April 2005 - Philippine Supreme Court Decisions/Resolutions
A.M. No. MTJ-04-1547 - JOSEFINA C. RIBAYA v. JUDGE AURORA BINAMIRA-PARCIA
[A.M. NO. MTJ-04-1547 : April 15, 2005]
JOSEFINA C. RIBAYA, Complainant, v. JUDGE AURORA BINAMIRA-PARCIA, Municipal Trial Court in Cities, Ligao City, Respondent.
R E S O L U T I O N
Before us is a verified complaint1 filed by Josefina C. Ribaya praying that disciplinary action be taken against Judge Aurora Binamira-Parcia of the Municipal Trial Court in Cities (MTCC), Ligao City, Albay relative to Criminal Case No. 8617 (People of the Philippines v. Sps. Vicente and Corazon Ribaya).
The complaint alleged that Assistant Provincial Prosecutor Pedro Vega, in his personal capacity, filed before the MTCC, Ligao City a criminal complaint for estafa against the Spouses Ribaya on November 29, 2001. The spouses, after receiving
P12,000 from Vega, allegedly misappropriated the amount to the latter's prejudice. The preliminary investigation was then conducted by respondent judge.
Complainant, the daughter of the accused spouses, observed several irregularities in the conduct of the preliminary investigation and the issuance of the warrant of arrest: (1) no affidavit of any named witness was attached to the complaint; (2) one of the witnesses, a certain "Antal Rebancos," was a fictitious person; (3) respondent issued a warrant of arrest2 on the same day the complaint3 was filed without a searching examination of any of the witnesses and (4) a bail bond of
P10,0004 for each accused was also fixed on the same day.
Thereafter, the spouses filed the following pleadings: (a) "Opposition to the Issuance of Warrant of Arrest and Motion for Leave to file Motion for Reconsideration of the Prosecutor's Resolution";5 (b) "Motion to Recall Warrant of Arrest and its Implementation be Held in Abeyance";6 (c) "Supplemental to the Motion to Recall Warrant of Arrest";7 and (d) Motion for Reconsideration.8
In an order dated January 17, 2002, respondent judge denied all of the foregoing motions and opposition.
The spouses then filed a motion to quash and sought the nullification of "subsequent orders"9 on February 14, 2002. They alleged that the MTCC had no jurisdiction and authority to conduct a preliminary investigation of a complaint filed by an offended party directly with the court. The authority to conduct a preliminary investigation was vested solely on the Office of the City Prosecutor.
While waiting for the resolution of their motion to quash, the spouses did not post bail. They believed that there was no need for them to do so since any warrant issued for their arrest would be void, having been irregularly issued.
On April 10, 2002, however, Corazon Ribaya was apprehended by two arresting officers in the public market of Ligao City by virtue of a warrant of arrest issued by respondent judge.
Because of the "irreparable damage, mental anguish and social humiliation" suffered by her mother Corazon, the complainant filed this administrative case against Judge Parcia on May 16, 2002.
In her answer10 dated August 5, 2002, respondent judge claimed that complainant, a law student who prepared all the motions filed by her parents, was not a party in Criminal Case No. 8617. The motions basically questioned respondent's authority to conduct a preliminary investigation.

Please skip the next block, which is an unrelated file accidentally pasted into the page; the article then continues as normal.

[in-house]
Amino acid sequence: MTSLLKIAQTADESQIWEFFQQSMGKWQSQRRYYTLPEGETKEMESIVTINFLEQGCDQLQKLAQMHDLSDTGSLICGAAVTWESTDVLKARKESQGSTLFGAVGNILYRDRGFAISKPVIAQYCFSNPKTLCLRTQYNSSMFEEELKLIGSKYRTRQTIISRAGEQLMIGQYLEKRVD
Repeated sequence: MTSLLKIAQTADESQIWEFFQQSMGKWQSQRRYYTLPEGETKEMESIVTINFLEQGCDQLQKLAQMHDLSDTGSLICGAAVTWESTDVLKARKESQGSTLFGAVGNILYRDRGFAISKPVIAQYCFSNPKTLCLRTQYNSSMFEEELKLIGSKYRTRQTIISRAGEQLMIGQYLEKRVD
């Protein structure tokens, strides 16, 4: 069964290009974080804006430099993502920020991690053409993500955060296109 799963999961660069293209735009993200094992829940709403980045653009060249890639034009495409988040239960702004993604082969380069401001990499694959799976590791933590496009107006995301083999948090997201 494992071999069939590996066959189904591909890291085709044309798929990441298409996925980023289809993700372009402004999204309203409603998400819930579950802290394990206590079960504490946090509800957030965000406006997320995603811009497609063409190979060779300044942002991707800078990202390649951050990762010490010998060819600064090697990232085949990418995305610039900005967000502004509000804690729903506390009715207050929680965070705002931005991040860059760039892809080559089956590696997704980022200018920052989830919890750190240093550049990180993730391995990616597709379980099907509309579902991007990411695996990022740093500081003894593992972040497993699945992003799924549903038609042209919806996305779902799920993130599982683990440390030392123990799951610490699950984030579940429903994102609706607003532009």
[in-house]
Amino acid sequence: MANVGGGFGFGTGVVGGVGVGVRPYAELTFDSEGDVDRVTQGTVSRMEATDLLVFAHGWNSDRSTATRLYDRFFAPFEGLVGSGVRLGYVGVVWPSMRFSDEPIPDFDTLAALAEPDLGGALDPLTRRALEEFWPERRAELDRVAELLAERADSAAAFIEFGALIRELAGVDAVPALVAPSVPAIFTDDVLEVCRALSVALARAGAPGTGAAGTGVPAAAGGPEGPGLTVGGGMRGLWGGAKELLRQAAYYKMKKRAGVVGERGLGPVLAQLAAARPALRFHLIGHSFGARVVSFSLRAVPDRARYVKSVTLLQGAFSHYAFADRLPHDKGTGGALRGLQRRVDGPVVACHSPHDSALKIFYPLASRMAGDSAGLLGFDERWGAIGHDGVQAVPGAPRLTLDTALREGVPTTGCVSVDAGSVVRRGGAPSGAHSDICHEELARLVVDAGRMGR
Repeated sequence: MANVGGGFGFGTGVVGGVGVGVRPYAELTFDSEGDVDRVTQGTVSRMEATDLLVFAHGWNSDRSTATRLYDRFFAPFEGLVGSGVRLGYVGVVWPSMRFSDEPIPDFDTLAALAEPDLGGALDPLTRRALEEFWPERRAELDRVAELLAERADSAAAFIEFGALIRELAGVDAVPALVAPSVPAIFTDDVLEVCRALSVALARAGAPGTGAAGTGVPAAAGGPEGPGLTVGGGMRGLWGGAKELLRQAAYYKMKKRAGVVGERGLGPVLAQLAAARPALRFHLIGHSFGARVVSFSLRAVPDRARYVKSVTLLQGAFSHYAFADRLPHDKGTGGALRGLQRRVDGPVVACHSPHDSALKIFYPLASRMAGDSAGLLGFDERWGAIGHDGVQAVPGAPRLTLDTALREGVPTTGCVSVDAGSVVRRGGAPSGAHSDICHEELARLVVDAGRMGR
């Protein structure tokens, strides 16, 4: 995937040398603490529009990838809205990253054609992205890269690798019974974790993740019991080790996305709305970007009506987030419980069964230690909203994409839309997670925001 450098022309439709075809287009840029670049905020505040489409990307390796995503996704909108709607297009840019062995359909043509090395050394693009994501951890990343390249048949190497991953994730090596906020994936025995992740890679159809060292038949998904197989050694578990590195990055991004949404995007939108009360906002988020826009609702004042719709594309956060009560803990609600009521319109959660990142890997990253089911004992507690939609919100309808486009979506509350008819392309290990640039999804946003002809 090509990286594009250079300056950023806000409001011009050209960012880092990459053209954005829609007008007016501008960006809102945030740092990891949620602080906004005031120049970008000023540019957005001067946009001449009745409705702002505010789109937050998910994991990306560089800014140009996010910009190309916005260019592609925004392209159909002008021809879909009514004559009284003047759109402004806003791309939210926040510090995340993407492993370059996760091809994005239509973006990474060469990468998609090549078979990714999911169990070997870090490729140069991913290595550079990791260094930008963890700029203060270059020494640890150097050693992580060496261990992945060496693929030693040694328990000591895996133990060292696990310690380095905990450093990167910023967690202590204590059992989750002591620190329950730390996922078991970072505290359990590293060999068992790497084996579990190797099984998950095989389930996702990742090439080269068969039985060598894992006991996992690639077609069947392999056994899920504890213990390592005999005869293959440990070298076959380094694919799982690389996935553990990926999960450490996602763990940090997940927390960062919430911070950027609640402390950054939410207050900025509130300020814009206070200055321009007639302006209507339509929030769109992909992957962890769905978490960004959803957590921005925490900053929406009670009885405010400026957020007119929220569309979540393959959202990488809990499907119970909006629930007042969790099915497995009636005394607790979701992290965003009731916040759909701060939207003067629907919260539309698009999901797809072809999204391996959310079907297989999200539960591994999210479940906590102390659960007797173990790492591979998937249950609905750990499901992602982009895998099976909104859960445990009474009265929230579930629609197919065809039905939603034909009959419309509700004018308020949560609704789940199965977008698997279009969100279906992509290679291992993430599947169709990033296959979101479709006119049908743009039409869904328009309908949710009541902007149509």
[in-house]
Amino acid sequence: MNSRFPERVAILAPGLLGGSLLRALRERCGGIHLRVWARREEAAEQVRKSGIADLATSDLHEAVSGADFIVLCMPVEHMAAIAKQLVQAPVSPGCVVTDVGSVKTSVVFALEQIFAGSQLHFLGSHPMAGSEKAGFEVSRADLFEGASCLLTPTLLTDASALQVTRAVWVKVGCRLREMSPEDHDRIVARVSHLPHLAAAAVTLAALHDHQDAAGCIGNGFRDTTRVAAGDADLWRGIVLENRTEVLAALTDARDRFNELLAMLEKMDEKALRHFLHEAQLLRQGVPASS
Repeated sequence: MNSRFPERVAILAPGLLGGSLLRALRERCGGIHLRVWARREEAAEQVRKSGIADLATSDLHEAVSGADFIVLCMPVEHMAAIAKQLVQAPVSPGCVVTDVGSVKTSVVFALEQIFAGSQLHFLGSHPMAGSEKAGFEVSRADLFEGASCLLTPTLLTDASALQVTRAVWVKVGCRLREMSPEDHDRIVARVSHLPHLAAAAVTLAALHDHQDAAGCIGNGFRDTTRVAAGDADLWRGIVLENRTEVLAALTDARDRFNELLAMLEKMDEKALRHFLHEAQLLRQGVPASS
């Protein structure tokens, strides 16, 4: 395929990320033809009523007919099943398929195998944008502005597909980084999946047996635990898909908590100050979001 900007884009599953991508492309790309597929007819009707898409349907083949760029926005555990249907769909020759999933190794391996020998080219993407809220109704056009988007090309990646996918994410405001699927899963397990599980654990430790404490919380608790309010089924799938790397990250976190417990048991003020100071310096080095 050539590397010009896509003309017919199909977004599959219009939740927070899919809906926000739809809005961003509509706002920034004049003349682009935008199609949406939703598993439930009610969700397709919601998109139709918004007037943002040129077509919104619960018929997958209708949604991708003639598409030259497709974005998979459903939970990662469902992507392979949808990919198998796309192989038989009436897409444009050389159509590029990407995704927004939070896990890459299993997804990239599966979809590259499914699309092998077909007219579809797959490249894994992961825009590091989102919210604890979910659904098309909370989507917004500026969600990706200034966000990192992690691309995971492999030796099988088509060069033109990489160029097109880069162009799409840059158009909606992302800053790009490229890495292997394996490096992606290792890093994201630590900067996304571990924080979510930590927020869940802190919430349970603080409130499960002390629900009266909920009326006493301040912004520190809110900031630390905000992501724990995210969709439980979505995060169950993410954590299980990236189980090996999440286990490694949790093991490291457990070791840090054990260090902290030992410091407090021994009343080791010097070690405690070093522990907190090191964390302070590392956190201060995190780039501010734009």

Respondent explained that she conducted the preliminary investigation of the criminal complaint against the spouses because the Officer-in-Charge (OIC) of the Office of the City Prosecutor was too busy to do so.
To support her claim, respondent attached the affidavit11 of Angeles S. Vasquez, OIC of the City Prosecutor's Office of the then newly-created Ligao City. Vasquez stated that the City Prosecutor's Office was still undergoing reorganization when the subject criminal complaint was filed. It had neither enough manpower nor office space in the Hall of Justice. The positions of City Prosecutor, Assistant Prosecutors, stenographers and staff had not yet been filled. His workload as Assistant Provincial Prosecutor and OIC City Prosecutor was so heavy that time constraints did not permit him to conduct preliminary investigations. Thus, it was the respondent judge who conducted the preliminary investigation.
Regarding the motion to quash and nullification of subsequent orders,12 respondent judge merely stated that the proper remedy of the spouses was to file a petition for annulment of the proceedings before the Regional Trial Court (RTC).
In a rejoinder13 dated August 7, 2002, complainant noted that the affidavit of OIC City Prosecutor Angeles S. Vasquez ironically supported, if not proved, her claim that the respondent had in fact been conducting preliminary investigations. She also reiterated that the constitutional rights of her parents were violated when respondent: (a) issued a warrant of arrest without a preliminary examination of the complainant's witnesses and (b) issued the warrant of arrest on the same day the complaint was filed.
In a report14 dated July 8, 2003, the Office of the Court Administrator (OCA) found that respondent erred when she conducted the preliminary investigation of the subject criminal complaint even after the Municipality of Ligao, Albay had been converted into a city. The OCA recommended that: (1) the complaint be re-docketed as a regular administrative matter; and (2) the respondent be reprimanded, directed to concentrate her time and effort on performing her judicial tasks and warned that a repetition of the same or similar offense would be dealt with more severely.
A motion for reconsideration15 was filed by respondent on October 1, 2003. This time, however, respondent claimed that what she conducted on November 29, 2001 was a preliminary examination to determine probable cause for the issuance of a warrant of arrest against the spouses. Respondent also claimed that the criminal complaint was governed by Sec. 9, Rule 112 of the Revised Rules of Criminal Procedure, the rule governing cases that did not require preliminary investigation.
Since the amount involved in the estafa case was